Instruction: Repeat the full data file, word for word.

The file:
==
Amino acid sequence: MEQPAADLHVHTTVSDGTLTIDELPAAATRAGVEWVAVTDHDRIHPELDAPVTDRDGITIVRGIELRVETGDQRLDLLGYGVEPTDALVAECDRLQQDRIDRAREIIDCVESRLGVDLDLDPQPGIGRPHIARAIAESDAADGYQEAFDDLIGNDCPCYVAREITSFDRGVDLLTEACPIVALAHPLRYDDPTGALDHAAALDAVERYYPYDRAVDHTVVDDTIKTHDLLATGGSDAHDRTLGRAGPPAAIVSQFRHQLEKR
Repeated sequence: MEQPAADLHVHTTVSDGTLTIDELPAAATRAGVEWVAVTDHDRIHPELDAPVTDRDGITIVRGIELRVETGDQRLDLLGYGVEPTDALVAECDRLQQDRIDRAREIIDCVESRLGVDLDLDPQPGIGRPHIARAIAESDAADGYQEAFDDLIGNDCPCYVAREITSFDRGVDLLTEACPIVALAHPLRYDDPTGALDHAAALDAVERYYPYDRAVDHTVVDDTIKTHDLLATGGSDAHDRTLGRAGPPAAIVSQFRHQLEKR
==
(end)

Amino acid sequence: MEQPAADLHVHTTVSDGTLTIDELPAAATRAGVEWVAVTDHDRIHPELDAPVTDRDGITIVRGIELRVETGDQRLDLLGYGVEPTDALVAECDRLQQDRIDRAREIIDCVESRLGVDLDLDPQPGIGRPHIARAIAESDAADGYQEAFDDLIGNDCPCYVAREITSFDRGVDLLTEACPIVALAHPLRYDDPTGALDHAAALDAVERYYPYDRAVDHTVVDDTIKTHDLLATGGSDAHDRTLGRAGPPAAIVSQFRHQLEKR
Repeated sequence: MEQPAADLHVHTTVSDGTLTIDELPAAATRAGVEWVAVTDHDRIHPELDAPVTDRDGITIVRGIELRVETGDQRLDLLGYGVEPTDALVAECDRLQQDRIDRAREIIDCVESRLGVDLDLDPQPGIGRPHIARAIAESDAADGYQEAFDDLIGNDCPCYVAREITSFDRGVDLLTEACPIVALAHPLRYDDPTGALDHAAALDAVERYYPYDRAVDHTVVDDTIKTHDLLATGGSDAHDRTLGRAGPPAAIVSQFRHQLEKR